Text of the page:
Metal concentrations in selected organs and tissues of five Red-knobbed Coot (Fulica cristata) populations
AbstractThe Red-knobbed Coot Fulica cristata is an abundant aquatic bird in South Africa and was anticipated to have indicator abilities for metal pollution. This hypothesis was tested on 83 coot samples collected from five selected aquatic ecosystem areas supporting substantial coot populations, of which various abiotic and biotic components are known to contain varying levels of a number of metals. The aim of this study was achieved by determining the variations in Cd, Cu, Ni and Pb concentrations in liver, kidney, bone and blood samples, with the use of standard flame atomic absorption spectrophotometry techniques. Coots from the Germiston Lake sampling site showed the highest concentrations of cadmium in liver (2.2 mg/g d.w.) and kidney (5.4 mg/g d.w.). The absence of metalprocessing industries in the catchments of the Florida Lake and the Steynsrus farm dams reflects the low liver and kidney concentrations of Cd, Ni and Cu, respectively. The blood of the Natalspruit wetland coots contained the highest dry weight concentrations of Ni (11.4 mg/g), Cd (1.8 mg/g) and Cu (14.4 mg/g). The statistical evaluation points towards small-scale geographical differences, especially in the concentrations of Cu, Ni and Pb and in the liver, kidney and blood. However, in terms of actual metal concentrations recorded, no significant differences existed between coots of the reference site (Steynsrus farm dams) and those from the other four localities. It is concluded that the impact of metal-containing diets on the tissue concentrations of these metals in birds plays a far more significant role compared to the migratory habits or short-range movements of the coots.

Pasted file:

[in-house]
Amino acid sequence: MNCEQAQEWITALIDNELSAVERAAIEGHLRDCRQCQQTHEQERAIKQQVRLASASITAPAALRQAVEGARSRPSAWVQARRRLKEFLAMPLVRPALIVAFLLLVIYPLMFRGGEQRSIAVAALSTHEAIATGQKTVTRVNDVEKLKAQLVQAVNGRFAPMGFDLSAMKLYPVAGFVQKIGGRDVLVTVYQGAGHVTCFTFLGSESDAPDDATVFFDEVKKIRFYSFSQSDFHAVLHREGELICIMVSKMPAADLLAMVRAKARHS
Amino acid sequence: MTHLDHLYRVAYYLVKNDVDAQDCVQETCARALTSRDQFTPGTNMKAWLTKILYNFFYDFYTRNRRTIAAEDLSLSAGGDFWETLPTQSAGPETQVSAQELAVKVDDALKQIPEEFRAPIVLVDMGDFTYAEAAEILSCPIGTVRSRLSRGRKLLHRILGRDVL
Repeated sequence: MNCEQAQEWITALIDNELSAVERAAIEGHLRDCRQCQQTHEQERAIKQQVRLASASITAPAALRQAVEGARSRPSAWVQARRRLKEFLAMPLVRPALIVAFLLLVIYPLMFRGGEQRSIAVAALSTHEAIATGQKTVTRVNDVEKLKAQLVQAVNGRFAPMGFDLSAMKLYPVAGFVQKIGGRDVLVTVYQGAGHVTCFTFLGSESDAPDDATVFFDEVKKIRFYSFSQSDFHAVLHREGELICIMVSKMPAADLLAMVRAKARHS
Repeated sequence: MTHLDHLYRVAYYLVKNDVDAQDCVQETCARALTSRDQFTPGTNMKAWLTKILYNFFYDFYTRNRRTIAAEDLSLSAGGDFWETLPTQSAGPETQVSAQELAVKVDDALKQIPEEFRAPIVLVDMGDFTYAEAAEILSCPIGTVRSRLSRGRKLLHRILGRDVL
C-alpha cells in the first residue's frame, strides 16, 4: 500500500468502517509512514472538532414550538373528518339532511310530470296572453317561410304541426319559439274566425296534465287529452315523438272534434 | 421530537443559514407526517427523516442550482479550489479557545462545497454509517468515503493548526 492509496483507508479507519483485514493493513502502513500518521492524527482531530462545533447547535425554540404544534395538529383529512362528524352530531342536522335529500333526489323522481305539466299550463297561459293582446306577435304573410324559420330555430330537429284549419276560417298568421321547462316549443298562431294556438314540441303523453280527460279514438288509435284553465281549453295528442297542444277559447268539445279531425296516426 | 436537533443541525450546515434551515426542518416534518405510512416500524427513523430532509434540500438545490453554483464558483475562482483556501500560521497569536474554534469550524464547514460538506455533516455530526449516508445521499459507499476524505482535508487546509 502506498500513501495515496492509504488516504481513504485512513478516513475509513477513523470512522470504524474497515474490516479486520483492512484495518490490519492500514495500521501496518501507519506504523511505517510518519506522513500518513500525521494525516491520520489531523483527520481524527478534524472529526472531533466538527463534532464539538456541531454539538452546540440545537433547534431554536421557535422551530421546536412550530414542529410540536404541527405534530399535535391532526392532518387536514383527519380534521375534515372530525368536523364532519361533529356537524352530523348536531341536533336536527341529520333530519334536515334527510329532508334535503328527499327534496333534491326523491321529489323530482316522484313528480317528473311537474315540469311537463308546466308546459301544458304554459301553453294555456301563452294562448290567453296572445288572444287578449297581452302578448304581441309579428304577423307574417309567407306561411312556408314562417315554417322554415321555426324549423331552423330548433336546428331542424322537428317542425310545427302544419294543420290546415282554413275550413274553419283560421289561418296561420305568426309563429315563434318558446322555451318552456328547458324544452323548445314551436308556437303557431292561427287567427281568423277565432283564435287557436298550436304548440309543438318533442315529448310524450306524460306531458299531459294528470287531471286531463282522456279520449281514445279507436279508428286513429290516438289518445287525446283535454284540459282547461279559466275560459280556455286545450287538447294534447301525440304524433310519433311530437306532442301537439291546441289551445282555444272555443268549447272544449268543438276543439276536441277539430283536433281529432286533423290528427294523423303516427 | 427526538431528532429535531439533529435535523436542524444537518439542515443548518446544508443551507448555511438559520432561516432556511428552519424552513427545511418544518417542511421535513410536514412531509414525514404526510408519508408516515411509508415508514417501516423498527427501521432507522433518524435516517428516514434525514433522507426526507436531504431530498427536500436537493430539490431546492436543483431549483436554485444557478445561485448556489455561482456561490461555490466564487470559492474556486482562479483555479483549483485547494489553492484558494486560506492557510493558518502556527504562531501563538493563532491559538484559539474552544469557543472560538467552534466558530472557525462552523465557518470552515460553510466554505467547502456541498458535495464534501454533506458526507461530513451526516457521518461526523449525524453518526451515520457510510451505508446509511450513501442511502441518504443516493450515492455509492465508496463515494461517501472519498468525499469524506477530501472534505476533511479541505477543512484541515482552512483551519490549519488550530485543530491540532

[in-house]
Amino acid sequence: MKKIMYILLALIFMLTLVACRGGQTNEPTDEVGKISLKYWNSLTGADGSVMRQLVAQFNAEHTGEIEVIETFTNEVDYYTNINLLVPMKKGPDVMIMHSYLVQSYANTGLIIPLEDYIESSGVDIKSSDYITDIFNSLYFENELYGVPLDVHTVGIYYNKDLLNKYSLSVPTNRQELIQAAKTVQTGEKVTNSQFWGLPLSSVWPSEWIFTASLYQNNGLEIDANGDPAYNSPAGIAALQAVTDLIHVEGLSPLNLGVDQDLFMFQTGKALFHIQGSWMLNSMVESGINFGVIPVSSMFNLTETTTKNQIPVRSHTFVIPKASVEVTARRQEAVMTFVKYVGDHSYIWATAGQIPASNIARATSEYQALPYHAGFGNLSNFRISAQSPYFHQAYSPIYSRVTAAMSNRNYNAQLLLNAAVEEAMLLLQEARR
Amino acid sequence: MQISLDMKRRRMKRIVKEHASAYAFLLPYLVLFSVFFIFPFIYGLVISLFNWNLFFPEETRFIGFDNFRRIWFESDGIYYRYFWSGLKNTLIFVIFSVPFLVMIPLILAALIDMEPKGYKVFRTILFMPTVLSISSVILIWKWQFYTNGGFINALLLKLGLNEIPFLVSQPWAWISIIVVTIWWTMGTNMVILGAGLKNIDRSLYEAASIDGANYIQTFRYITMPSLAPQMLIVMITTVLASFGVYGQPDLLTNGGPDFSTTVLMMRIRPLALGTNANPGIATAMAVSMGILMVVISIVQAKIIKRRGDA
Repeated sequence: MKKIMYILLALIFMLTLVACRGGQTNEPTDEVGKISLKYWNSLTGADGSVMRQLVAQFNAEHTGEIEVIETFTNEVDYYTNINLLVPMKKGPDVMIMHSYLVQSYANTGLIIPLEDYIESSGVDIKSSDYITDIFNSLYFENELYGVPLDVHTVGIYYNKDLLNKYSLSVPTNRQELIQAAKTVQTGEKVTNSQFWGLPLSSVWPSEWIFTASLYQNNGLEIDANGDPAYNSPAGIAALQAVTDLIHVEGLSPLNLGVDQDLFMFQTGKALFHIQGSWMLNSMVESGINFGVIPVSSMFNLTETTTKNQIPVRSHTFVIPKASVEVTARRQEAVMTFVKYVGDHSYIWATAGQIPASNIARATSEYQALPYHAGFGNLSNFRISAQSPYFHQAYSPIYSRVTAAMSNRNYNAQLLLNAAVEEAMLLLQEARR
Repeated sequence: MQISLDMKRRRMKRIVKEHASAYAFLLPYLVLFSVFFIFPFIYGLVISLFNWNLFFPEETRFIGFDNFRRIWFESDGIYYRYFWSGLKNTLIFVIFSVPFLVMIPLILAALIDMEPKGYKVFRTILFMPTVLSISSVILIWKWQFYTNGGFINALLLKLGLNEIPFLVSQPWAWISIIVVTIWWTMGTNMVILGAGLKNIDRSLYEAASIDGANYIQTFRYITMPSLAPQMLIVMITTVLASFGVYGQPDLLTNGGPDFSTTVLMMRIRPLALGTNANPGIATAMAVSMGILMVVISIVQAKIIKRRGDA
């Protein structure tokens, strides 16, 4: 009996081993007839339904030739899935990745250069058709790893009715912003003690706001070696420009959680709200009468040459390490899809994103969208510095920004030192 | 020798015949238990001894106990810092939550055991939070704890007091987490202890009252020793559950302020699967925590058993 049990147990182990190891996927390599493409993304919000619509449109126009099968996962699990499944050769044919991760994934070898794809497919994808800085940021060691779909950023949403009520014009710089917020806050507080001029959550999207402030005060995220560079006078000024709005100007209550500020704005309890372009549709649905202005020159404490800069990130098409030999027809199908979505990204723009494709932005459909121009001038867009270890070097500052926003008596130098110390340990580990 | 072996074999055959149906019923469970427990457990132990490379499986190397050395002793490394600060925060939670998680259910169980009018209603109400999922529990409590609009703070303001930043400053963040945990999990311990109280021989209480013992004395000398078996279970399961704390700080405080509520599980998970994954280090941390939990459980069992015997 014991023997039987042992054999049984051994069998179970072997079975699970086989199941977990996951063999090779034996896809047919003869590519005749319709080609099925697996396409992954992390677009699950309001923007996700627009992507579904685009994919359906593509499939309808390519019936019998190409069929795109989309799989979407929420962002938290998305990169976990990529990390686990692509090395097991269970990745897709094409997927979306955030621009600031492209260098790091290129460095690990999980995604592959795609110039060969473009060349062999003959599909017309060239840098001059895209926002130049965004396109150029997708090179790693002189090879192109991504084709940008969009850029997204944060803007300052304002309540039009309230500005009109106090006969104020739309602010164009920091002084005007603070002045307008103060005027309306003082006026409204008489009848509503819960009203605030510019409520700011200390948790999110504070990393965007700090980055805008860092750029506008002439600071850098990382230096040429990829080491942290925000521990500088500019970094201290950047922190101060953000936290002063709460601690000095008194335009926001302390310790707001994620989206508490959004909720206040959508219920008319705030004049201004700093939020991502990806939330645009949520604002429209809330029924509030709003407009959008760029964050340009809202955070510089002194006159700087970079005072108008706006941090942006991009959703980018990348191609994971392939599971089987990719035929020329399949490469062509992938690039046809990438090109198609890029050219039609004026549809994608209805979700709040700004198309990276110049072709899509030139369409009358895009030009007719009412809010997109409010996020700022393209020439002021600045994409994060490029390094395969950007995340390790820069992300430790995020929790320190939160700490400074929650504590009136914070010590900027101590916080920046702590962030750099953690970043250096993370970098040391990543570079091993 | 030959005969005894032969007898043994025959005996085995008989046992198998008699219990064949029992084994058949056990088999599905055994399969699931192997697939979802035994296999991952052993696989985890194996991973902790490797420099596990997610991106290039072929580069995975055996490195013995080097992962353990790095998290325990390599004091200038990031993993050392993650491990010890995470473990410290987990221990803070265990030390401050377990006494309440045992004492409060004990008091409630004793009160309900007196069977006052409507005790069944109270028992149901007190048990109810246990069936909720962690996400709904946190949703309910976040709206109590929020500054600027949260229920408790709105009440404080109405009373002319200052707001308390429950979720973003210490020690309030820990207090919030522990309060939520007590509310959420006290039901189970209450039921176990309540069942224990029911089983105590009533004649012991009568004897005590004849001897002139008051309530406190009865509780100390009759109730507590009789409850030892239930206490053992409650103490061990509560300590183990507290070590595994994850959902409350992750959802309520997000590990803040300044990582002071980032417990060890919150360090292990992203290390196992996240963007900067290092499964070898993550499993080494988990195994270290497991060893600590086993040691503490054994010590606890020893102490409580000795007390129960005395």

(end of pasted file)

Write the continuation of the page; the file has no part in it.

Water SA Vol.29(3) 2003: 313-322